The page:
Attention Londoners: your morning trip is about to get an additional advantage. Last Monday, the British bio-bean startup, in partnership with Shell and Argent Energy, introduced small quantities of its biofuel with a coffee base in diesel buses in London. Seriously, coffee.
Although cooking oil and oil from fats were tested to feed a third of the city’s 9,500 buses in 2016, this is the first time coffee has done it on the public transport system, apart from, of course, the innumerable cups of Pret and Caffè Nero that keep the Londoners running against the clock.
Although the oil does not give off a latte smell , unfortunately (the cappuccino runs seem too good to be real), the project is an important step in the reduction of toxic air pollution in London.
From today, some of London’s buses will be #poweredbycoffee. We teamed up with Shell’s #makethefuture team and Argent Energy to create a biofuel made partly from coffee oil. Biofuels are a smart use of waste and reduce CO2 emissions – and could provide a way to power our cities cleanly in the future. . . . #makethefuture #coffee #wonderfuel #biobean #london
“We have a health crisis in London caused directly by the air of poor quality,” Mayor Sadiq Khan told the BBC in October. “Generally speaking, more than 9,000 Londoners die prematurely due to poor air quality.”
British authorities have encouraged drivers to use diesel engines with low carbon emissions for years, even offering lower taxes to vehicles as an incentive. However, the fuel still produces toxic fumes and contributes to air pollution, and London is looking for new ways to refuel its buses. Coffee oil emits 10-15 percent less CO2 than traditional mineral diesel, says bio-bean on its website, and makes good use of the 200,000 tons of ground coffee that Londoners produce each year (a average of 2’3 cups of coffee per person, daily).
To produce the fuel, the startup collects coffee waste from coffee shops, restaurants and factories. Then, dry the grains, extracting the coffee oil with a biochemical process that uses a solvent. The oil is combined with other fuels obtaining the B20 hybrid fuel, which can be used in diesel buses without any modification. Due to its high caloric content and valuable compounds, coffee beans become an ideal clean energy resource. However, a lot of coffee needs to be consumed to make fuel: 2.55 million cups of coffee are needed to create enough biofuel to supply a bus for a year, according to bio-bean.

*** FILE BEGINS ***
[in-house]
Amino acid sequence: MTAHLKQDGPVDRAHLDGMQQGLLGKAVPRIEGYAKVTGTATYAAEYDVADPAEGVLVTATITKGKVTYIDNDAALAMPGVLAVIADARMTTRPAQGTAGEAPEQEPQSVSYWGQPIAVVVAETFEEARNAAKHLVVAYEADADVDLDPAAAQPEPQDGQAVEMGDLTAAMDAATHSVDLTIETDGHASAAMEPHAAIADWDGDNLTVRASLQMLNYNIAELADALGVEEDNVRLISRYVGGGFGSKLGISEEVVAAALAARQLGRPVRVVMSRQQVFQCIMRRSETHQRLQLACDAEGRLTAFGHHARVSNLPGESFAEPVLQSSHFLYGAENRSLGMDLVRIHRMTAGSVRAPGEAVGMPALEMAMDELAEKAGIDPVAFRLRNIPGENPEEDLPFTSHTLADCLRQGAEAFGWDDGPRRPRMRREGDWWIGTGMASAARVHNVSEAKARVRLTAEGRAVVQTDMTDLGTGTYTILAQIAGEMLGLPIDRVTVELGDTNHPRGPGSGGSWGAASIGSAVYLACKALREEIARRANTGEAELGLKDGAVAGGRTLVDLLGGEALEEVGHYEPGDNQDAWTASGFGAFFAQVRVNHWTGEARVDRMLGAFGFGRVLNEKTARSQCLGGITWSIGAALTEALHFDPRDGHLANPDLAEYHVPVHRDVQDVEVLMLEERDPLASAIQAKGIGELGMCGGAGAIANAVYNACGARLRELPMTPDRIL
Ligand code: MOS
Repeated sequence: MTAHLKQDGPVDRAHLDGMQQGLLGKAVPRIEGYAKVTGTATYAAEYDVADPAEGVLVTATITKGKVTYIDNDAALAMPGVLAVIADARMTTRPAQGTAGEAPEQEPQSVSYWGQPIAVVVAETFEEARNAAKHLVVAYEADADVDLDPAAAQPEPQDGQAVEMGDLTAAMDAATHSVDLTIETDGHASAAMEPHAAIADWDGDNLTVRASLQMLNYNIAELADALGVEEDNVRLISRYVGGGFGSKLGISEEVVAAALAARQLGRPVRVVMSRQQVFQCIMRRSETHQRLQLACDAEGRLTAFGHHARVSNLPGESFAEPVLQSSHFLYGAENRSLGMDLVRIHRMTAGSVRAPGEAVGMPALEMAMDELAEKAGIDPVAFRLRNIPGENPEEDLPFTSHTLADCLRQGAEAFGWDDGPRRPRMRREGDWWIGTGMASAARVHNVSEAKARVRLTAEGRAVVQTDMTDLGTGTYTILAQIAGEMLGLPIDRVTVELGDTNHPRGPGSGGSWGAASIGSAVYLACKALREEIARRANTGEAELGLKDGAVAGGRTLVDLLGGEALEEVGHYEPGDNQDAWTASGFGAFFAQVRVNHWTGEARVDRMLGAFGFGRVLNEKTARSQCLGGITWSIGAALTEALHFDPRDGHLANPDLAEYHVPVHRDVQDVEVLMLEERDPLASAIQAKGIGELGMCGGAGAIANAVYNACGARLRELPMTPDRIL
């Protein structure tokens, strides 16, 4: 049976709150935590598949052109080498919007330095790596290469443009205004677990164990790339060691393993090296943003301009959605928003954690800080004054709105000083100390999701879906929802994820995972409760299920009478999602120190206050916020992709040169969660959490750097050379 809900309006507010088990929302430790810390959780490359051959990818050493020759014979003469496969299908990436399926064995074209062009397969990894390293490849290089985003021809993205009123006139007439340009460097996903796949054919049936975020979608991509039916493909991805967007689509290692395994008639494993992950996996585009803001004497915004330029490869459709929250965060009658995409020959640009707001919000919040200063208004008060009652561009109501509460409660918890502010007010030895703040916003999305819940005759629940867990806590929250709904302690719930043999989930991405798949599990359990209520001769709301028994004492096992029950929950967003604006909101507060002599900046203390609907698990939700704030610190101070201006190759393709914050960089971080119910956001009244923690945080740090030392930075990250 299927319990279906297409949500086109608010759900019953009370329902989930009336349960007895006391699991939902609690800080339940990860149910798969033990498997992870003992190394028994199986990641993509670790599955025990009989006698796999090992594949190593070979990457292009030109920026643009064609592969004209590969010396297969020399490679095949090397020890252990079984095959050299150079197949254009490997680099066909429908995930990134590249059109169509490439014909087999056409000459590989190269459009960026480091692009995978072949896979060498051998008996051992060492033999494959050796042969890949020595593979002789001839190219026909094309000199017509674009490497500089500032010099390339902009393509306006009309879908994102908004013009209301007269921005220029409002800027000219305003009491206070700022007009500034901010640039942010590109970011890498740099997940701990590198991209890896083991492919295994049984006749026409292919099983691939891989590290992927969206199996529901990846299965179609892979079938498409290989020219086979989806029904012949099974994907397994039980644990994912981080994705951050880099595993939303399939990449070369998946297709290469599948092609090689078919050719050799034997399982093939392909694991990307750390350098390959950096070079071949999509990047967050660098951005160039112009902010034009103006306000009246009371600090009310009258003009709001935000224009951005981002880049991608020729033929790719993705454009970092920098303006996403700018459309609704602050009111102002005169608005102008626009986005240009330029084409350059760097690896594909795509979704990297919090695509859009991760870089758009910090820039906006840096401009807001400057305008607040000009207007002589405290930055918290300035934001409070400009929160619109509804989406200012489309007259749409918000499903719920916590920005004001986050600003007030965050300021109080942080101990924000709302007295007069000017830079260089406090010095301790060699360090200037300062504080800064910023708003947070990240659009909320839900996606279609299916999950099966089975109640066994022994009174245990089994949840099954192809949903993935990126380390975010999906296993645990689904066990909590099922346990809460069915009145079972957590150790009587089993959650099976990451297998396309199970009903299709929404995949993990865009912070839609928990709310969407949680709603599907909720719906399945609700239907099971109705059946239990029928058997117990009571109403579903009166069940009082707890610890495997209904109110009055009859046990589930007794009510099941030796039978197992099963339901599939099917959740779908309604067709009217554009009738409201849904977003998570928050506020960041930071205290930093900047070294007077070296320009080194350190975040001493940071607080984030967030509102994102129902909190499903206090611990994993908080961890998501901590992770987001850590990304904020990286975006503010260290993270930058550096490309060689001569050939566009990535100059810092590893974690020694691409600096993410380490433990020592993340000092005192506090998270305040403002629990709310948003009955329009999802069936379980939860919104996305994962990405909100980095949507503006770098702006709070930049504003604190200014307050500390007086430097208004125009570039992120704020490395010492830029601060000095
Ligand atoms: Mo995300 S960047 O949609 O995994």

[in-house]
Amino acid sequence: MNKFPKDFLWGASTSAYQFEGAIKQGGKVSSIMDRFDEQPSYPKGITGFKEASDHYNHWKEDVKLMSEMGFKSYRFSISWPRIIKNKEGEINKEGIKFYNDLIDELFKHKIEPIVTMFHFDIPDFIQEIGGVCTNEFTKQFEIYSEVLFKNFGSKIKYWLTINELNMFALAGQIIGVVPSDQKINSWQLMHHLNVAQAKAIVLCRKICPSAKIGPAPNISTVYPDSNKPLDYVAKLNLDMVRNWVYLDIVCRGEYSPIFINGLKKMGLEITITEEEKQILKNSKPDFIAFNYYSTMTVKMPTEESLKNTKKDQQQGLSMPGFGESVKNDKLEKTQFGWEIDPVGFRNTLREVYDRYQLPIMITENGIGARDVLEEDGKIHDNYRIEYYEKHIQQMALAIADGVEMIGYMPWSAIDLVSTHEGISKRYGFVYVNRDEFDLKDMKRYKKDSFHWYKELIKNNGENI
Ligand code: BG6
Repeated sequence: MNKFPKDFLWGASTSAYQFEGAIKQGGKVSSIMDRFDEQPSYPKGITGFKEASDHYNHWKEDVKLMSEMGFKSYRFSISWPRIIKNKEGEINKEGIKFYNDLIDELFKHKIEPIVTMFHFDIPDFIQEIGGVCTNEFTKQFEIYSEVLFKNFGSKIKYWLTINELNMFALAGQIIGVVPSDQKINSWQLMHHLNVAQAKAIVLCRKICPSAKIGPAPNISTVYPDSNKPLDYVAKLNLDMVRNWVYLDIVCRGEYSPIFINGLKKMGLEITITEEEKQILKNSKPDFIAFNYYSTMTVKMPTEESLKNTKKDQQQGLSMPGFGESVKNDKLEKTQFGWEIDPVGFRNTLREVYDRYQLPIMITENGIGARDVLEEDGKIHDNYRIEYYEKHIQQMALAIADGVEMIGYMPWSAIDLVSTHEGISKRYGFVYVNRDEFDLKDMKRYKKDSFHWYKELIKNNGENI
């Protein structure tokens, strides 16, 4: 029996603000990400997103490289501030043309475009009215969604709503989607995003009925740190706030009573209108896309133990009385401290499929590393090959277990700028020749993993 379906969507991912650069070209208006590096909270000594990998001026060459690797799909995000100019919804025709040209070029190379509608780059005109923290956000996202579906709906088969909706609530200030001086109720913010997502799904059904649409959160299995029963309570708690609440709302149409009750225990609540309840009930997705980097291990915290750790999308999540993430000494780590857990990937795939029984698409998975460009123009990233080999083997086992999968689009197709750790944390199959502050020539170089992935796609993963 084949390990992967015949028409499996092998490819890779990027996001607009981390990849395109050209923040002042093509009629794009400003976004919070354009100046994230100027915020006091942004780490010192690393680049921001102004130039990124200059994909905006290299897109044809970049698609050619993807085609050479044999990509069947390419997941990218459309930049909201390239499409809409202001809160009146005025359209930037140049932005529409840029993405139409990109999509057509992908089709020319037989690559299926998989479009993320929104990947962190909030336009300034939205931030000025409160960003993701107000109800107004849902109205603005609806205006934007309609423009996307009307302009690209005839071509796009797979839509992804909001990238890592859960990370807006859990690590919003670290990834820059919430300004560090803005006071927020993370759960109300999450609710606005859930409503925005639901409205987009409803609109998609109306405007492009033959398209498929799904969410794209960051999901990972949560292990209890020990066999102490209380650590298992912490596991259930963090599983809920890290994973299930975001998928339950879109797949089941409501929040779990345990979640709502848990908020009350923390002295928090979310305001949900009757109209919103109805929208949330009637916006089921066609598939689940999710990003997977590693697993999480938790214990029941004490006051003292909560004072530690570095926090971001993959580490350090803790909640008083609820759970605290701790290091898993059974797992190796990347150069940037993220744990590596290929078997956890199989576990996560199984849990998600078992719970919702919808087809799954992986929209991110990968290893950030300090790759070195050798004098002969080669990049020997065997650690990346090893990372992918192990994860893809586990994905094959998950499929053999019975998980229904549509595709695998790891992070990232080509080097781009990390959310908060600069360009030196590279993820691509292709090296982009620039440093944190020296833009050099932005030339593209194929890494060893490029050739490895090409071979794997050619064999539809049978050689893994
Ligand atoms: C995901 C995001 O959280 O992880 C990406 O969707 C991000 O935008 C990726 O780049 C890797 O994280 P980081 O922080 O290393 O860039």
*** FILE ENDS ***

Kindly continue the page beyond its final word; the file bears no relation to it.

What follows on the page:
It’s been an amazing day on London’s South Bank! We’ve been speaking to media around the world about our project with @shell’s #makethefuture team and Argent Energy. Today, coffee-derived biofuel is in the tanks of buses in London for the first time! . . . #makethefuture #coffeelogs #biobean #coffee #fuel #london
“We see this as the next step in creating a sustainable supply chain,” bio-bean CEO Arthur Kay told The Guardian. “People have focused a lot on the first stage of the supply chain, and on the movements of Fair Trade and the Alliance for Forests towards an ethical harvest of coffee, but as soon as someone consumes it, it seems like the end of it. – We are saying that the next step of sustainability is to close the loop and ethically get rid of it, and create something really valuable from this chain”.
Currently, there is no formal agreement for bio-bean to continue supplying coffee oil to London; however, the company expects to expand rapidly to other markets. “There is enormous potential for this project to expand to the United States, the largest coffee consumer on the planet, with some 400 million cups per day,” the company said in a written statement, according to CNN Tech.
While it may take time for coffee oil to enter the dominant energy market, there are still a lot of alternative fuels that are being explored. In fact, the aviation industry has recently made progress in providing its aircraft with plant-based fuels: South African Airways traveled from Johannesburg to Cape Town with fuel made from tobacco plants, while Alaska Airlines used forest residues (like stumps and tree branches) to fly from Seattle to Washington DC
Between your morning cup of coffee and the branches scattered around your yard, the things you interact with every day could soon be the engine of the world.